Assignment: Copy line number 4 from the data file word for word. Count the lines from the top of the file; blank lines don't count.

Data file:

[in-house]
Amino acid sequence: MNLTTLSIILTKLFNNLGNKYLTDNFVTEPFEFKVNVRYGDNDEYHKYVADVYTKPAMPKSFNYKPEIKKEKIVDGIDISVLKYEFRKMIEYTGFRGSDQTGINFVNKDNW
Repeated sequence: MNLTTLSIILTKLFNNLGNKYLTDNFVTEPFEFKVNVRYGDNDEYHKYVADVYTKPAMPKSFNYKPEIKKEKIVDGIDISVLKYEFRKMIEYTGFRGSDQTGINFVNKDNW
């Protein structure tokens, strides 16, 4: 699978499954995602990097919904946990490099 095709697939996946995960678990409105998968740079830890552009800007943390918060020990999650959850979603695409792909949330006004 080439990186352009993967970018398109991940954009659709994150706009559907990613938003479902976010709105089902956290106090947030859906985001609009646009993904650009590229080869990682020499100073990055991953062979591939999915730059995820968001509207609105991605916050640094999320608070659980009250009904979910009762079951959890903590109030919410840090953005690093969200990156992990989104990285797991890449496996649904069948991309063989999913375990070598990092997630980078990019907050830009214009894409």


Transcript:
């Protein structure tokens, strides 16, 4: 699978499954995602990097919904946990490099 095709697939996946995960678990409105998968740079830890552009800007943390918060020990999650959850979603695409792909949330006004 080439990186352009993967970018398109991940954009659709994150706009559907990613938003479902976010709105089902956290106090947030859906985001609009646009993904650009590229080869990682020499100073990055991953062979591939999915730059995820968001509207609105991605916050640094999320608070659980009250009904979910009762079951959890903590109030919410840090953005690093969200990156992990989104990285797991890449496996649904069948991309063989999913375990070598990092997630980078990019907050830009214009894409």